|By Dave Berry on Monday, March 25, 2002 - 09:36 am: Edit|
That's no doubt true, HS (nice screen name, BTW), BUT what I would really like to reveal for our visitors here is "THE TRUTH" about how admissions officers view not only submitted materials but also deadlines. Just cruise some of the other soon-to-be-less-popular college forums out there (after all, aren't ALL the other forums out there destined to be less popular than this one?!) around October 30 and December 30 and you'll see the the skyrocketing angst levels ala: "What does 'Mailing deadline: midnight the 31st' REALLY mean?!!!"
Michelle Hernandez says that those deadlines are just general targets and that big piles of apps lie around for days, if not weeks, until they are sorted and indexed. She even advises applicants not to waste their money on overnight mail due to these "soft" dates.
So, HS, what's THE TRUTH from your end of the admissions telescope? Do you solemnly swear to tell... (and all that)?
|By Holdens Sister on Monday, March 25, 2002 - 02:31 pm: Edit|
In most admission offices, Dave, where there is a fixed deadline and not a "rolling" policy, no application is even touched by evaluators until the deadline has passed. Typically, "deadline" means postmark date for snail-mail applications, but even Harvard has some wiggle room if a student gets behind schedule. Michelle is right. Save those express-mail fees for celebratory pizza parties in April. But if an application will be even a little late, it's always wise to call and ask for a day or two's extension.(The call will be cheaper than express mail, but I'd advise against using e-mail here because those messages may get stacked up in admission office computers when deadlines near, like commuter flights over LaGuardia.)
BTW, at the vast majority of institutions, admisison folks feel a lot happier if the student has at least registered his or her intention to apply (and paid the application fee, if required), even if the whole shebang isn't finished by the deadline. So that's another vote for the mix 'n match approach--i.e., students can zap an online app to a college at the eleventh hour and get the rest to the post office as promptly thereafter as possible.
Keep in mind that, for colleges, more applications mean more rejections, and more rejections mean greater selectivity and higher rankings. Colleges can't (fairly) count the late applications they refuse. So, if you were an admissions dean, what would you do?
|By Dave Berry on Monday, March 25, 2002 - 04:42 pm: Edit|
>>So, if you were an admissions dean, what would you do?<<
HS, is this what is known as a "rhetorical" question?
|By Holdens Sister on Monday, March 25, 2002 - 05:28 pm: Edit|
No, Dave, not exactly. From reading a lot of the advice I've seen you give on this site, I think you know your admissions stuff as well as any dean. (And if you do decide to head an admission office,the college you choose would be lucky to get you.)
But I really WOULD like to hear your opinion (and this is not a test to see if you're dean material--although I used to be a teacher and I do like tests). Do you think admission offices should accept late applications in order to boost their numbers (and selectivity ratings) or is it more ethical to give the advantage to those who DO follow instructions by adhering to application due-dates?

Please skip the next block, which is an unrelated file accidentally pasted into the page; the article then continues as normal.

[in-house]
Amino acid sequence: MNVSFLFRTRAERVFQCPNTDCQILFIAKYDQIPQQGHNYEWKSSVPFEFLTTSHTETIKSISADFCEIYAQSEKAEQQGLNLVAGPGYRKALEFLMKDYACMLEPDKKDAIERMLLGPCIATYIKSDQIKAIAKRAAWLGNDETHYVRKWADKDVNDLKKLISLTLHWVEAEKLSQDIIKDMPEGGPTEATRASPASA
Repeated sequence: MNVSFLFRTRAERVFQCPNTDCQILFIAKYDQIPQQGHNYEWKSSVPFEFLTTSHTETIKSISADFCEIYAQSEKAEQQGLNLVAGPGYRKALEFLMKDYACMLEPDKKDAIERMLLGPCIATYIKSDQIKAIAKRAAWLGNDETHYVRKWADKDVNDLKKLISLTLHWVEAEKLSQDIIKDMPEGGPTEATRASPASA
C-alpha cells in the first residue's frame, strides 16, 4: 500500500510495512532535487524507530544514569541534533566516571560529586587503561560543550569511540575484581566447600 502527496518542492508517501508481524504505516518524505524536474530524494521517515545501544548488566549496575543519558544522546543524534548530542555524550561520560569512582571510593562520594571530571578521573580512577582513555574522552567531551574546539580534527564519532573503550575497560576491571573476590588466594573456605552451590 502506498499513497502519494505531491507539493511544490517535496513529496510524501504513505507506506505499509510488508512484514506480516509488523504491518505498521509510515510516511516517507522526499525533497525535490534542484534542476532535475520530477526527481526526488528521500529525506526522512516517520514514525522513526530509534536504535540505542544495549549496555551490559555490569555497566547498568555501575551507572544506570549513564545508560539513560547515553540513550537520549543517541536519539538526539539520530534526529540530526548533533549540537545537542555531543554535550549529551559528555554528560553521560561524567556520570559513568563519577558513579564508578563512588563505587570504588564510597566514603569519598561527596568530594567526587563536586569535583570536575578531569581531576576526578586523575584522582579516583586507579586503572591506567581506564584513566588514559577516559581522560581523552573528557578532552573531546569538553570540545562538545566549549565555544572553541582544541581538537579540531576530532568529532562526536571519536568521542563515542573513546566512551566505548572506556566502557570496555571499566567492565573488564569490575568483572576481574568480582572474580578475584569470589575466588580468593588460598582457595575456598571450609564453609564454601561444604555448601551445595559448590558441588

|By burningman on Monday, March 25, 2002 - 07:43 pm: Edit|
Sounds like a trick question to me, HS... The "or" doesn't separate two true options. Of course it would be more ethical to adhere to the due-dates, but any admissions dean hoping to hang onto his job will take the apps any way he can get 'em... (Just call me cynical.)
|By Dave Berry on Monday, March 25, 2002 - 07:45 pm: Edit|
Our board seems to be under the influence of a wave of cryptographers lately. I'm guessing that Holdens Sister ("HS") might mean that you were a "High School" teacher. Just a wild guess.
To answer your question, HS, I have to put on two hats. Hat #1 is my "higher-education marketing hat." The word "marketing" should give away my answer: Yes. Higher education is one of the biggest businesses going in these United States and, in order to compete, colleges must do whatever needs to be done to survive. Competiveness "sells," and in order to be competitive, one must drive down acceptance rates. End of story.
Now, to Hat #2, my "idealist ethicist" hat and my emphatic "NO!" answer. I have a special, personal reason for my stand here, one that goes all the way back to my pre-college summer. That year (1965 [can it be?!]), I was in the Pennsylvania State Jaycees tennis tournament, played on the beautiful and now-gone clay courts of Bucknell Univeristy.
I was on my way to a sure-win final match and, therefore, a state championship, when, on Day 2 of the tourney, a highly ranked guy from Pittsburgh showed up and talked the tourney officials into letting him into the draw. Outcome: He beat me in the final. Was that fair or right? You tell me.
Same thing for late apps. Colleges publish deadlines ridiculously far in advance. MEMO TO THE CHRONICALLY LATE: Learn to comply! Simple as that, IMHO.
Thanks for the kind words, HS. Maybe that HS stands for "High Standards."
As for which hat I choose to wear, my answer is a clear, "It all depends." If I'm an admissions dean, it's hat #1. If I'm Dave Berry, admissions advisor, it's hat #2. None of my advisees has EVER been late with an app. I intend to keep my record unblemished.
|By Holdens Sister on Tuesday, March 26, 2002 - 02:07 pm: Edit|
Sorry about the tourney loss, Dave. Hope you're over it soon.
I think the most important point to be made about admission deadlines is that they CAN be SLIGHTLY flexible, but it's best to warn officials of a delay, as needed.
It's also critical to remember that FINANCIAL AID DEADLINES ARE NOT AS FLEXIBLE. If chapeau #3 is the fin. aid director's hat , then you'll think this way: the fewer aid applications, the less work in my office.
Colleges generally have more demand for aid than they have money to give away, so any reason to disqualify a candidate may seem like a good one.
Applicants must always bear in mind that--just because an admission office has okayed a late application--it does not meet that the fin. aid forms can be late, too.
Report an offensive message on this page E-mail this page to a friend
|Posting is currently disabled in this topic. Contact your discussion moderator for more information.|
|Administrator's Control Panel -- Board Moderators Only|